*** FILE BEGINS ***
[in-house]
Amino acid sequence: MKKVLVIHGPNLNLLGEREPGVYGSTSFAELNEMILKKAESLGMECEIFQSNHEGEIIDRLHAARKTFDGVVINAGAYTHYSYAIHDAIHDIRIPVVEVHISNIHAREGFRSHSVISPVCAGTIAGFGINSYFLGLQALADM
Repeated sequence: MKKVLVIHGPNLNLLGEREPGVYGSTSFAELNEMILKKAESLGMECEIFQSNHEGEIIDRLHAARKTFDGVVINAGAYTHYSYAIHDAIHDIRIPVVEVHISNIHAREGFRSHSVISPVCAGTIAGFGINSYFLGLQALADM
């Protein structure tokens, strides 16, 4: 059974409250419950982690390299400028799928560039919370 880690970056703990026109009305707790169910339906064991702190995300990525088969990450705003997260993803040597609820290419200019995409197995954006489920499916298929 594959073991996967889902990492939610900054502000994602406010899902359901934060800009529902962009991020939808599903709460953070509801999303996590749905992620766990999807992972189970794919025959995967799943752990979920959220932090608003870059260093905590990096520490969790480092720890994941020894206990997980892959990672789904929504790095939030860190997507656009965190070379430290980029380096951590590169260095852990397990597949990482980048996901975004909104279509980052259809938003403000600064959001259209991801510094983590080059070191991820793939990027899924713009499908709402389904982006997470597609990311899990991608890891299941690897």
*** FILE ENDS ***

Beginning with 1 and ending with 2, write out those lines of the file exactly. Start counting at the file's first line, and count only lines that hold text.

[in-house]
Amino acid sequence: MKKVLVIHGPNLNLLGEREPGVYGSTSFAELNEMILKKAESLGMECEIFQSNHEGEIIDRLHAARKTFDGVVINAGAYTHYSYAIHDAIHDIRIPVVEVHISNIHAREGFRSHSVISPVCAGTIAGFGINSYFLGLQALADM